Would advertising work without overpaid models? Have those aforementioned models given society a distorted view of what it means to be fit and healthy? The Sun doesn’t really answer those questions in their Stewart Williams pictorial by replacing famous dudes with “real men.” In fact, the very notion that some random group of guys are “real men” and that models aren’t is ABSURD. David Beckham is an actual person who exists, he is as REAL as any other guy having his picture taken. Labeling the non-famous as real people implies that celebrities somehow live up to a standard beyond the reality of the common man; their beauty is unattainable because they’re special and you’re not. It’s a total load of crap. There are plenty of ridiculously good looking people who aren’t celebrities.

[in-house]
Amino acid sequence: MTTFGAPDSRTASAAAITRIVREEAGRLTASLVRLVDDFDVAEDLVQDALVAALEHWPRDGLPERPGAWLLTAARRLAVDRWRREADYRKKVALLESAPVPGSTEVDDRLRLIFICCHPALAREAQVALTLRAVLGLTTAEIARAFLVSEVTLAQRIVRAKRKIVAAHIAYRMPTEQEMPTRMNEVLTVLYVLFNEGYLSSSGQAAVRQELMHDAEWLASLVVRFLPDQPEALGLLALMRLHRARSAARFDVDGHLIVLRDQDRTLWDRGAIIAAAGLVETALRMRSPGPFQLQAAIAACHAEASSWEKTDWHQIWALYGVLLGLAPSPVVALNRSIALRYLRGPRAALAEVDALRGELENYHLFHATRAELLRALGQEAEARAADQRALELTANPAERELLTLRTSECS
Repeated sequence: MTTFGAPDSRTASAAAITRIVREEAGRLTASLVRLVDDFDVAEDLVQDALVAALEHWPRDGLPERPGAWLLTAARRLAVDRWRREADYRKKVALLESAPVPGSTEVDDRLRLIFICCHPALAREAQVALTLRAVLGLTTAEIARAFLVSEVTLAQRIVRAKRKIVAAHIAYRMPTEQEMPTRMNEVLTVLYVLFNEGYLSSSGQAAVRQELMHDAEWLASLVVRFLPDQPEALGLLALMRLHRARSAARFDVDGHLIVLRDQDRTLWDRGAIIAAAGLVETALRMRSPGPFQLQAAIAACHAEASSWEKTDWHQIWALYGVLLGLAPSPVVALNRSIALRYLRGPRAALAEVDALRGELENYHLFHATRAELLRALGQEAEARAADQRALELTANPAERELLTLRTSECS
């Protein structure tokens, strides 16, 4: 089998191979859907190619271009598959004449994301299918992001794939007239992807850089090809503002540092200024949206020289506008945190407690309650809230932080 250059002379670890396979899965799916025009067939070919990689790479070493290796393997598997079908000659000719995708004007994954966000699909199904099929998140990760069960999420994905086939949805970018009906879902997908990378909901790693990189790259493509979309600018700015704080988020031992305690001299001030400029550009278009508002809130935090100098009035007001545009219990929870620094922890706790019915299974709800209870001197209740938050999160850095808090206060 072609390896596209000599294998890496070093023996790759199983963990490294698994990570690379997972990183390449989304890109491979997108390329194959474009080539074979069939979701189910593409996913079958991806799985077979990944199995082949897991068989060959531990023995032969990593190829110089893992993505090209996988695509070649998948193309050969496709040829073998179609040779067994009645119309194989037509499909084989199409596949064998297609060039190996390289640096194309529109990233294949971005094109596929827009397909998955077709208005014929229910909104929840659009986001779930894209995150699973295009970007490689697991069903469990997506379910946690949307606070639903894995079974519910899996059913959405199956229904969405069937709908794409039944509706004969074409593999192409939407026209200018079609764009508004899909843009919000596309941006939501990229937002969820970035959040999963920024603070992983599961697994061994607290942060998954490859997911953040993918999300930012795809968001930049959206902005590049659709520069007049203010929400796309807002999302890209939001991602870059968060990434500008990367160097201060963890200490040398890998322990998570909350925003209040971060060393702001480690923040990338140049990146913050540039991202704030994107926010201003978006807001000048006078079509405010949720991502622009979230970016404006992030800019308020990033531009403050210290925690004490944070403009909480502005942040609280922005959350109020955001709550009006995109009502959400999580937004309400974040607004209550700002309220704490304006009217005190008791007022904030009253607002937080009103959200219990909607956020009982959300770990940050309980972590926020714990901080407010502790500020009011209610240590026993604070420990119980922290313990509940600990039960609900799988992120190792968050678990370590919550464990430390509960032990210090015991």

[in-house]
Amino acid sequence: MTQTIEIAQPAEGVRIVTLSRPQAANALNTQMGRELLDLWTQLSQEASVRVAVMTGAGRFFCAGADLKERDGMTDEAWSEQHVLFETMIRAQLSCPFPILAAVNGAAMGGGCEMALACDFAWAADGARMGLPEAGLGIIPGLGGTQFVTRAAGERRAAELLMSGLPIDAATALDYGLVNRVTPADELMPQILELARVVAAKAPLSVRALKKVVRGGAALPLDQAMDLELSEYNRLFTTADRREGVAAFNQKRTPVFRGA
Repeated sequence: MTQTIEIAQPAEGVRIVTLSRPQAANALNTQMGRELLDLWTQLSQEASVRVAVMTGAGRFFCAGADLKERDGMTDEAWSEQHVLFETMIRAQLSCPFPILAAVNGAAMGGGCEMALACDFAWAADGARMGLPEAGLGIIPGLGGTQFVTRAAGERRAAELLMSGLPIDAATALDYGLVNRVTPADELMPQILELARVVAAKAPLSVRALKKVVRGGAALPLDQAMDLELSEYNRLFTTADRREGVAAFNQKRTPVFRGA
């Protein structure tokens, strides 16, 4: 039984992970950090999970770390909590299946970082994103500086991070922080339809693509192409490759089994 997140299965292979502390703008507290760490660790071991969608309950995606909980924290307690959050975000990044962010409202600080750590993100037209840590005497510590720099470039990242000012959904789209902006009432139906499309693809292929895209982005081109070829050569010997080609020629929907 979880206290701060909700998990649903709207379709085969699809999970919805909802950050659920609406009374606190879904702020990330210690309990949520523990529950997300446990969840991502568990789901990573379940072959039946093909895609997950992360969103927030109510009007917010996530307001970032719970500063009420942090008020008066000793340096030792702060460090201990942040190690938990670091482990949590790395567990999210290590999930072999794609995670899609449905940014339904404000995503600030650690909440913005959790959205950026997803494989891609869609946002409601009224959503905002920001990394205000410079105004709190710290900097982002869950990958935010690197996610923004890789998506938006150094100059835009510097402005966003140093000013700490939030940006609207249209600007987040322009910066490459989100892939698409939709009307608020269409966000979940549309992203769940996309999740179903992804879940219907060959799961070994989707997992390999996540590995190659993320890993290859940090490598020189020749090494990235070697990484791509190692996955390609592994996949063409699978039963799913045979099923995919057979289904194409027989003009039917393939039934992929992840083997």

But you’ll never see anyone like that in these “real” features, because the whole point is to paint the average person as some ugly slob unworthy of celebrity status. Mainstream media loves to glorify famous people, because they depend on ad dollars with campaigns featuring the very celebs they champion as superhuman.
In truth though, while none of the guys they picked are particularly athletic looking, they’re all fit and in decent shape. The replacement guys are actually better role models for someone who is overweight and trying to get in shape than any ripped professional athlete, because the result is more realistic and attainable. Take a look at the side-by-side photos and see if you’d buy a pair of underwear with these blokes on the box.